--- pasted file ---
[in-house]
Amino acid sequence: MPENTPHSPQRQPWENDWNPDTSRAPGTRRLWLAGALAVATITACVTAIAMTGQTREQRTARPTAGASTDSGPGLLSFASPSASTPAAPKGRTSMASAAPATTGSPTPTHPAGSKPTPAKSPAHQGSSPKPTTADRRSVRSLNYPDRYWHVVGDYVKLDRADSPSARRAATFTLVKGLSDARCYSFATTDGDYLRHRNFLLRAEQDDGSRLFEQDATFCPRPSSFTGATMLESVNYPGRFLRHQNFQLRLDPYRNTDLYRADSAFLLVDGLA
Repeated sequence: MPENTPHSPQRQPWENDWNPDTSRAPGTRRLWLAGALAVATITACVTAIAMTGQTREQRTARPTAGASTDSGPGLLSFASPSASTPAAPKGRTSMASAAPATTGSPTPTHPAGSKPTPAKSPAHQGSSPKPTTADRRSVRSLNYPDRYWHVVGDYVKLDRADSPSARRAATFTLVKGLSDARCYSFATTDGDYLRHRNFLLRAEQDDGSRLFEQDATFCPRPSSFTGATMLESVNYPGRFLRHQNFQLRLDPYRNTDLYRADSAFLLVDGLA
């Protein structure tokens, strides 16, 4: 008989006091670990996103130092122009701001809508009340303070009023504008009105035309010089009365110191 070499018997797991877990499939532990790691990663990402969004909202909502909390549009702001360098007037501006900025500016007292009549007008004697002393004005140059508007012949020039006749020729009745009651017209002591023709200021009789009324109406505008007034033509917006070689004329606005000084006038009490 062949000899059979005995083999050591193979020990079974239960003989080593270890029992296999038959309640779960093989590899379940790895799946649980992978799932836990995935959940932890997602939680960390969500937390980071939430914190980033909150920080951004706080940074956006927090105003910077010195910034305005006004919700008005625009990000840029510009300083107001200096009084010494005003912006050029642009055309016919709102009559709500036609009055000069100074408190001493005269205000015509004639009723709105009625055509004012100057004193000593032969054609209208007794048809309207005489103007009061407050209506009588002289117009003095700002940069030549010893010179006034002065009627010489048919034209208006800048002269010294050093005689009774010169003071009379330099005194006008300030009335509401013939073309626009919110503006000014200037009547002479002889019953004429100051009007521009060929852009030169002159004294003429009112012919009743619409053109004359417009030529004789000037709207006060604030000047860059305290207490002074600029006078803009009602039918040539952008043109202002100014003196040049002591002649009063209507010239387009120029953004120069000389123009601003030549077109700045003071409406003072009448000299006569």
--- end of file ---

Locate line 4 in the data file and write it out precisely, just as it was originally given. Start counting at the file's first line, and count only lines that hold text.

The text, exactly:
């Protein structure tokens, strides 16, 4: 008989006091670990996103130092122009701001809508009340303070009023504008009105035309010089009365110191 070499018997797991877990499939532990790691990663990402969004909202909502909390549009702001360098007037501006900025500016007292009549007008004697002393004005140059508007012949020039006749020729009745009651017209002591023709200021009789009324109406505008007034033509917006070689004329606005000084006038009490 062949000899059979005995083999050591193979020990079974239960003989080593270890029992296999038959309640779960093989590899379940790895799946649980992978799932836990995935959940932890997602939680960390969500937390980071939430914190980033909150920080951004706080940074956006927090105003910077010195910034305005006004919700008005625009990000840029510009300083107001200096009084010494005003912006050029642009055309016919709102009559709500036609009055000069100074408190001493005269205000015509004639009723709105009625055509004012100057004193000593032969054609209208007794048809309207005489103007009061407050209506009588002289117009003095700002940069030549010893010179006034002065009627010489048919034209208006800048002269010294050093005689009774010169003071009379330099005194006008300030009335509401013939073309626009919110503006000014200037009547002479002889019953004429100051009007521009060929852009030169002159004294003429009112012919009743619409053109004359417009030529004789000037709207006060604030000047860059305290207490002074600029006078803009009602039918040539952008043109202002100014003196040049002591002649009063209507010239387009120029953004120069000389123009601003030549077109700045003071409406003072009448000299006569």